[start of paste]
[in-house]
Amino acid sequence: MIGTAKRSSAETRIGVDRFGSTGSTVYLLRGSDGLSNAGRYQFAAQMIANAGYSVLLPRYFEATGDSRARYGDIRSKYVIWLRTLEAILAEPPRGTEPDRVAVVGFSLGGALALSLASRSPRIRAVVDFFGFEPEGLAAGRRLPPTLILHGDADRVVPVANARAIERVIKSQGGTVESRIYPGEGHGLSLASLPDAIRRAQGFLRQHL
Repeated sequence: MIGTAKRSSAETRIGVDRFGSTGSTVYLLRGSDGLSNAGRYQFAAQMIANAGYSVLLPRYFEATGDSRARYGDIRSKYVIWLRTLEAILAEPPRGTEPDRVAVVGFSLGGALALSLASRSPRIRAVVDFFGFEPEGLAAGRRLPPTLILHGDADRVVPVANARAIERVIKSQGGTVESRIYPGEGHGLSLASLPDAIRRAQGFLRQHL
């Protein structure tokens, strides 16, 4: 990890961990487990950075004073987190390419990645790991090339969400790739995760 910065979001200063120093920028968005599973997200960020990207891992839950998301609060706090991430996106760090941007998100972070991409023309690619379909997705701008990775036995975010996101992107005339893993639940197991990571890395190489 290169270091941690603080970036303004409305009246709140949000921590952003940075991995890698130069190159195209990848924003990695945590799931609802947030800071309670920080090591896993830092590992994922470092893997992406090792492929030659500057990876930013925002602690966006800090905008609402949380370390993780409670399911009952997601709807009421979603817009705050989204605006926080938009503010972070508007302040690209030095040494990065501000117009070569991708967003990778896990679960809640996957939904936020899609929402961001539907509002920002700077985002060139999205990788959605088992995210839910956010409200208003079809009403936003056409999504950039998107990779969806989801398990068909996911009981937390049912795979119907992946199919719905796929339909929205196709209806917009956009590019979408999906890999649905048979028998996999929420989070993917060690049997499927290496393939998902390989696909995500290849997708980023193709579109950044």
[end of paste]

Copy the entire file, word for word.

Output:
[in-house]
Amino acid sequence: MIGTAKRSSAETRIGVDRFGSTGSTVYLLRGSDGLSNAGRYQFAAQMIANAGYSVLLPRYFEATGDSRARYGDIRSKYVIWLRTLEAILAEPPRGTEPDRVAVVGFSLGGALALSLASRSPRIRAVVDFFGFEPEGLAAGRRLPPTLILHGDADRVVPVANARAIERVIKSQGGTVESRIYPGEGHGLSLASLPDAIRRAQGFLRQHL
Repeated sequence: MIGTAKRSSAETRIGVDRFGSTGSTVYLLRGSDGLSNAGRYQFAAQMIANAGYSVLLPRYFEATGDSRARYGDIRSKYVIWLRTLEAILAEPPRGTEPDRVAVVGFSLGGALALSLASRSPRIRAVVDFFGFEPEGLAAGRRLPPTLILHGDADRVVPVANARAIERVIKSQGGTVESRIYPGEGHGLSLASLPDAIRRAQGFLRQHL
């Protein structure tokens, strides 16, 4: 990890961990487990950075004073987190390419990645790991090339969400790739995760 910065979001200063120093920028968005599973997200960020990207891992839950998301609060706090991430996106760090941007998100972070991409023309690619379909997705701008990775036995975010996101992107005339893993639940197991990571890395190489 290169270091941690603080970036303004409305009246709140949000921590952003940075991995890698130069190159195209990848924003990695945590799931609802947030800071309670920080090591896993830092590992994922470092893997992406090792492929030659500057990876930013925002602690966006800090905008609402949380370390993780409670399911009952997601709807009421979603817009705050989204605006926080938009503010972070508007302040690209030095040494990065501000117009070569991708967003990778896990679960809640996957939904936020899609929402961001539907509002920002700077985002060139999205990788959605088992995210839910956010409200208003079809009403936003056409999504950039998107990779969806989801398990068909996911009981937390049912795979119907992946199919719905796929339909929205196709209806917009956009590019979408999906890999649905048979028998996999929420989070993917060690049997499927290496393939998902390989696909995500290849997708980023193709579109950044």